8 of 10: More Docker Containers.

Or: Same Again, but Differently Done.

8 of 10: More Docker Containers.

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I will create, and configure, another container for Docker. I will call it 'docker2', and I will enable nesting within the container. I will then install Docker, change the Docker IP address, test the installation, and change my settings (if needed).

An Introduction.

In a previous post, I installed Docker in a LinuX Container. This time, I will... install Docker in a Linux container. However, I'll be using a modified, and simplified, process to achieve this outcome.

The purpose of this post is to formalise a process for installing Docker in Linux containers.

The Big Picture.

My next post is all about installing, and setting up, a Docker Swarm solution. A prerequisite for running a Docker Swarm is to have at least 3 Docker servers.

Beyond experimenting with Docker Swarm, I will also reference this post while learning to build infrastructure as code (IaC) solutions. I will need to practice making state files (For TerraForm) and Playbooks (for Ansible), so deploying Docker containers seems like a good candidate for learning IaC automation.

Installing Docker in a Container. Again.

  • From the homelab terminal (CTRL + ALT + T), I create a new container called 'docker2' where I set nesting to true:
lxc launch ubuntu:22.04 docker2 -c security.nesting=true

NOTE: Nesting allows the 'docker2' container to host another container system, e.g. Docker.

  • I bash into the new container:
lxc exec docker2 -- bash
  • I update and upgrade the 'docker2' container:
sudo apt clean && sudo apt update && sudo apt dist-upgrade -y && sudo apt autoremove -y
  • I install Docker:
sudo apt install -y docker.io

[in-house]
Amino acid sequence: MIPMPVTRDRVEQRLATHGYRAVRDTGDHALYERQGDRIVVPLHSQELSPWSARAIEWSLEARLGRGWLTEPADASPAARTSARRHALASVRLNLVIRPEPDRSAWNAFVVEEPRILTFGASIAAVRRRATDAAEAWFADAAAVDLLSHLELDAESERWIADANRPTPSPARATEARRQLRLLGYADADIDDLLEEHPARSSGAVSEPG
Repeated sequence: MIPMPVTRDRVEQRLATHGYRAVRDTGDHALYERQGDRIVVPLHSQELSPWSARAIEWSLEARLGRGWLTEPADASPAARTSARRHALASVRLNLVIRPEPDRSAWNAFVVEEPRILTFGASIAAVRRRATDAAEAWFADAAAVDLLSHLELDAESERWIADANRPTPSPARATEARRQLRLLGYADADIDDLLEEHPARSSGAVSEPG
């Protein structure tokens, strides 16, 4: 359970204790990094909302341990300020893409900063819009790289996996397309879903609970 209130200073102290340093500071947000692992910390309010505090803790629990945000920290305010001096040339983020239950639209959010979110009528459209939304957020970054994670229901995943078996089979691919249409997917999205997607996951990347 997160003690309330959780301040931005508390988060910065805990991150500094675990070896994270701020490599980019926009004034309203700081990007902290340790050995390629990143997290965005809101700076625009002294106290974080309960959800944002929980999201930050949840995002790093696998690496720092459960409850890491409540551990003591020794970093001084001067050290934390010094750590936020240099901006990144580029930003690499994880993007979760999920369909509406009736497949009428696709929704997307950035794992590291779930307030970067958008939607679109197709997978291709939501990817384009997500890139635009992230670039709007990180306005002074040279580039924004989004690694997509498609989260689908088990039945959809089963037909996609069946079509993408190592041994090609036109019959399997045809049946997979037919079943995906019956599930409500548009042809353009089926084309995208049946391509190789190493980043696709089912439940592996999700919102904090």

NOTE: For the sake of brevity, I have skipped:

Changing the Docker IP Address.

  • I open (or create) a file in Nano:
sudo nano /etc/docker/daemon.json
  • I add the following object, save the changes, and exit Nano:
    "bip": ""
  • I restart Docker:
sudo service docker restart

Testing the Docker Installation.

  • I run the 'hello-world' Docker project:
sudo docker run hello-world

Other Docker Settings.

  • If the 'hello-world' test fails, I will need to exit the container:
  • I configure the docker socket for the 'docker2' container:
lxc config device add docker2 docker-dev unix-char path=/var/run/docker.sock
  • I bash back into the 'docker2' container:
lxc exec docker2 -- bash
  • I run the 'hell-world' project again:
sudo docker run hello-world

The Results.

This post provides a step-by-step guide on creating and configuring a new Docker container called 'docker2', enabling nesting, installing Docker, changing the Docker IP address, and testing the installation. By following these instructions, I can easily set up, and manage, Docker in a LinuX Container.

In Conclusion.

Spinning up, and tearing down, Docker containers may seem whimsical, but the ephemeral nature of containers is an important part of my homelab experience. I'm working my way toward an integrated solution for the 12 Startups project. The more posts I publish, the closer I get to the Agile-DevSecOps-CI/CD Nirvana.

Until next time: Be safe, be kind, be awesome.

Homelab | LXD Manager | Docker | Docker Desktop | Deno | MariaDB | Portainer | More Docker | Docker Swarm | CrowdSec